“As of today,” Dohman said, “preliminary numbers show 198 fatalities, compared with 164 reported at this time one year ago. These new numbers include a 73-year-old woman from Red Wing…a motorcyclist killed in Pipestone County…a husband and wife, married 42 years, from Marshall…and brothers near Fergus Falls, just 18 and 14 years old, on their way to a basketball tournament. Every one of them was alive and loved…until it all ended, suddenly and senselessly, because of a crash.”
Commissioner Dohman.jpg
Photo: DPS Commissioner Mona Dohman asked Minnesotans Tuesday to help make our roads safer. ​
 

Dohman went on to discuss the issue of complacency, which can be a huge factor in driver behavior.

We drive unbelted, or distracted, or less-than-sober and nothing happens. We speed or we tailgate without tragic consequences…and after a while, complacency becomes the norm. We’ve got this. No sweat.

But then, one day, in one instant, the pattern can change. These traffic statistics are showing us the results of those tragic surprises.
Experienced responders say they hear, “I can’t believe this!” from victims on almost every emergency scene. And there is good reason for that.

Of course they can’t believe it. Things like this aren’t supposed to happen! No one is supposed to run a stoplight. The person in the next lane isn’t supposed to swerve unexpectedly. You’re not supposed to look up from the CD player and find yourself four feet from the back of a pick-up truck with no room to stop. It never happened before.

But it needs to happen only once to end a life — and that’s the point the commissioner was making today.

It takes a sense of personal responsibility about driving, an awareness of the risks, and a commitment to safety on the part of every driver to turn these numbers around and continue that downward trend. It takes a serious attitude about operating a vehicle, and it may require passengers who are willing to speak up when alcohol, distraction or speed become a threat to their lives and others’. It takes smart choices, like seat belts and car seats, and putting the cell phone out of reach.

Your Minnesota Office of Traffic Safety, your State Troopers, other law enforcement officers, the justice system and others are working hard to save lives on Minnesota roads. Today, Commissioner Dohman asked you to join the cause.

Driver and Vehicles Services — It’s Not Your Parents’ DMV

 
Posted July 13, 2015
 
Several years ago, people who had been long accustomed to driving somewhere to find parking, sign forms, write checks, wait patiently, and have new license tabs handed to them in person were pleasantly surprised to find they could go online, order new tags, pay with plastic, and get tags in the mail three days later.
 
Steering wheel in car
​Photo: The DPS Driver and Vehicle Services Division offers a
variety of online services to include scheduling a road test.
Soon after that, they became accustomed to finding detailed instructions online for everything from renewing a driver’s license to titling a vehicle. Then came maps of office locations and online test scheduling. The public face of the DPS Driver and Vehicle Services Division had begun to change — and years later, it’s still improving.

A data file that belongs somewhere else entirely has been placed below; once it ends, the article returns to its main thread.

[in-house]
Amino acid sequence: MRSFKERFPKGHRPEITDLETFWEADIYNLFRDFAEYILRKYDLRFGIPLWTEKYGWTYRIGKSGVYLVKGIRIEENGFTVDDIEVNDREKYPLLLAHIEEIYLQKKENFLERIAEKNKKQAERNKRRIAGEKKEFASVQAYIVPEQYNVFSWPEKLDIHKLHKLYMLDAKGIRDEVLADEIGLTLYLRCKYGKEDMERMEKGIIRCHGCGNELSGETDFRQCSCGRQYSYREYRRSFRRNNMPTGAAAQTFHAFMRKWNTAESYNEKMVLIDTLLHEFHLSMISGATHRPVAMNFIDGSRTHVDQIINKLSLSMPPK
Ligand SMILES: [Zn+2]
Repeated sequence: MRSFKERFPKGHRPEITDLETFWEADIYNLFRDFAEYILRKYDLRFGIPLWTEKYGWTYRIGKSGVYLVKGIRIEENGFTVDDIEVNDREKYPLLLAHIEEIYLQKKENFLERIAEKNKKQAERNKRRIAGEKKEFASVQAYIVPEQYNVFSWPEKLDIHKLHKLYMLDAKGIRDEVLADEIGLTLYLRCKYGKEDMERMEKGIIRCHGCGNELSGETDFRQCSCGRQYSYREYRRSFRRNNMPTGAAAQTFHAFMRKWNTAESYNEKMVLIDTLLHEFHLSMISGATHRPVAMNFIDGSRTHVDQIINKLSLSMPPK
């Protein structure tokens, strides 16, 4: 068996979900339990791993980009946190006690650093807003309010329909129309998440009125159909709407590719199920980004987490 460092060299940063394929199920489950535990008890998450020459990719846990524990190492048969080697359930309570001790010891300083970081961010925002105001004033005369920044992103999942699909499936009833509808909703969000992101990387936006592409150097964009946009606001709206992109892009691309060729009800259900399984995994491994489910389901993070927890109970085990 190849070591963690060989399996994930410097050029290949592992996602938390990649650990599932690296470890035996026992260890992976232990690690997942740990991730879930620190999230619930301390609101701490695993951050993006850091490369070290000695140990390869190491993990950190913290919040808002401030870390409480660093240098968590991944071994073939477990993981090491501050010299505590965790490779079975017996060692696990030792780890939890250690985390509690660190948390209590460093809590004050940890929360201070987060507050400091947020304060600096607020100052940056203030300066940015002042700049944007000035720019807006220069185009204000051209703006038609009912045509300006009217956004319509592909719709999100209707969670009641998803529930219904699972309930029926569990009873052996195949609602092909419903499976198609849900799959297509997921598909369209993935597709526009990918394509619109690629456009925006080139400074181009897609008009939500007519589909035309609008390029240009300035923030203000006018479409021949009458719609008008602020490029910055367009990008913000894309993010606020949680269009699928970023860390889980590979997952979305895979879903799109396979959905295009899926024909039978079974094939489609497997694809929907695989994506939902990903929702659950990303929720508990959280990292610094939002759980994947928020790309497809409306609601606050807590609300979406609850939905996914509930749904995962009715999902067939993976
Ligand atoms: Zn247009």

One click from the DVS landing page takes you to “Online Self Services.”
 
Scheduling a road test online is kind of old news, and checking your license status (handy, if you’ve been revoked or suspended and you’re waiting for reinstatement) is used a lot, too. Online tab renewal and reporting vehicle sales online exploded in popularity the minute they appeared.
 
But have you ever used the DVS site to find a dealership?  You can type in the dealership name, or just the brand name of the car you want and pull up a list of licensed dealers in Minnesota with that word in the title. You’ll find location and contact info that could save you some driving around before you start shopping in person.
 
Here’s another handy feature. Smart shoppers might want the base value of a vehicle…one specific car, or a general make, model and year…and DVS can provide it.
 
Let’s say you finally get this car bought and apply for a title, but it’s not forthcoming as fast as you think it should be. Try the Driver’s License or Title page. You’ll need a plate number or a VIN, and you’ll get the title status with an “as of” date, a plate number confirmation, and the date the title was processed. There are instructions on what to do if you haven’t received your title within two weeks of the processing date — complete with phone and email contacts.
 
And the next time you do your taxes, if you don’t have that licensing receipt anymore, go to their Tax Paid page. Type in your license number or a plate number, and there it is — your deductible vehicle-tax amount.
 
All the DVS forms are online these days, too. That sounds spectacularly unexciting — but consider this. You could develop a medical condition, have a crash or other legal entanglement, or need to report to DVS that your identity has been stolen. The court or some other authority tells you to fill out such-and-such a form and turn it in to some office, somewhere. You have no idea what this form looks like, how long it will take to fill it out, or what resources you might need to complete it.